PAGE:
Thursday, September 24, 2009

The Meaning of Well Read

There are a great wealth of blogs that talk about books and there are even more readers. 'Well read' is a phrase that is thrown around by anyone who thinks they read more than the average person.

What does it mean to be well read?

How does one become well read? Do you have to read the complete works of Beckett, Proust, and Camus? Does it mean you have to read as many works by women as men? In as many other languages as in English?

Perhaps it means you have to read in all genres and time periods of literary history. Is there a list of books that make one well read? What of the reader that endlessly devours romance novels or biographies and nothing else; as opposed to the reader that picks and chooses from all genres but reads at a much slower rate; are either well read?

Are there benefits to achieving the status? Do these perceived benefits have any practical application; could they be gleaned in any other way?

I'd love to call out a select few pretentious literary bloggers out there for their answers, but I've never been one for name calling.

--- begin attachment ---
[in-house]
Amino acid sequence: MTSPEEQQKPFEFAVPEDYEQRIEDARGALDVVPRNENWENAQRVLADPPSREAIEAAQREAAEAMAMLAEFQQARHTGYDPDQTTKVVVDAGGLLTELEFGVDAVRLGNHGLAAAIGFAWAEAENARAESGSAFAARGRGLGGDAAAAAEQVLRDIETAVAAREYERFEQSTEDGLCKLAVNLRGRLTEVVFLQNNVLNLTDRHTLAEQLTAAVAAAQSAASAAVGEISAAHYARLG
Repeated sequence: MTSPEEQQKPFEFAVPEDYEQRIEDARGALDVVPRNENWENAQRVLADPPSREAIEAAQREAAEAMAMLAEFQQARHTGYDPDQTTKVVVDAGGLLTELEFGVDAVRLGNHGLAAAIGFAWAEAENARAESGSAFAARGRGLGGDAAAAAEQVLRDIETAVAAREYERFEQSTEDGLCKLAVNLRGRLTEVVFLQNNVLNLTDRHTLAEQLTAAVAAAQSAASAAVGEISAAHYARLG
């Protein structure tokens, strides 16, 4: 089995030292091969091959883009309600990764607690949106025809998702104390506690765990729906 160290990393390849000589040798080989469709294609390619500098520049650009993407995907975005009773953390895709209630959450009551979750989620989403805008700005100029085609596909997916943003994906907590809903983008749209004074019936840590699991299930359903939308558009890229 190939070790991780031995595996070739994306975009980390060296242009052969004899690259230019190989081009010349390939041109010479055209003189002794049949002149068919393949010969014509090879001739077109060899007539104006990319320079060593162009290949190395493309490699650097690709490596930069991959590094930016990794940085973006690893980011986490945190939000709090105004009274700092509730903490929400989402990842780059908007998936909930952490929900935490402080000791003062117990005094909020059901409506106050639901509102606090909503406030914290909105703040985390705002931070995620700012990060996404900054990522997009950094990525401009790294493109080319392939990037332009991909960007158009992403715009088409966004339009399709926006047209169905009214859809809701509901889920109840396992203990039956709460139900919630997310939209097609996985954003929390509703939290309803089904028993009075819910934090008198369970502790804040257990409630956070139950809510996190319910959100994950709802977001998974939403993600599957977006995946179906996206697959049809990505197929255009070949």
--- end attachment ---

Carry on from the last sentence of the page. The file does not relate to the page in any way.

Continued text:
So what in your mind makes someone well read and what--if any--is the value of such an achievement?


Terry Weyna said...

Interesting point, Chad. I don't consider myself well-read -- I'm more like a mile wide and an inch deep in any genre of literature you might want to choose (including mainstream). Others have referred to me that way, but I think they're mostly referring to the fact that I read a lot.

I guess it comes down to something like this: I've probably read well over 100 books each year since I was six years old. I'm now 53, so, using the lower number, that means I've read at least 4,700 books. That doesn't seem like much, especially when I consider that my home library contains a good 12,000 books or so. If I never bought another book, I'd have plenty to read for the rest of my life. In the meantime, though, they'll be publishing at least 150 books each year that I want to read.

So how does one judge whether another -- or even oneself -- is "well-read"?

Chad Hull said...

At the pace of one hundred books a year you are being rather modest with the, "mile wide inch deep" comment. To me, that's a lot of reading.

I probably do about four books a month, and I didn't take an interest in reading until about ten years ago. I'm not sure what well read means, but I do raise an eyebrow at the people who bestow the title on themselves.

If I had to venture an answer as to what well read is, I would say it is a combination of diversity of genres, quantity, and a general appearance of quality.

I don't have enough confidence to express an answer any more specific than that.

Terry Weyna said...

See, I figure if I haven't read Elliott's Middlemarch, I don't get to say I'm well-read. Or any Tolstoy at all. Or Flaubert. And that's the mainstream stuff.

In SF/F/H, I'm always coming up against something that "everyone" has read that I haven't -- like Lud-in-the-Mist! Or Little Big by John Crowley (I tried once and got bogged down).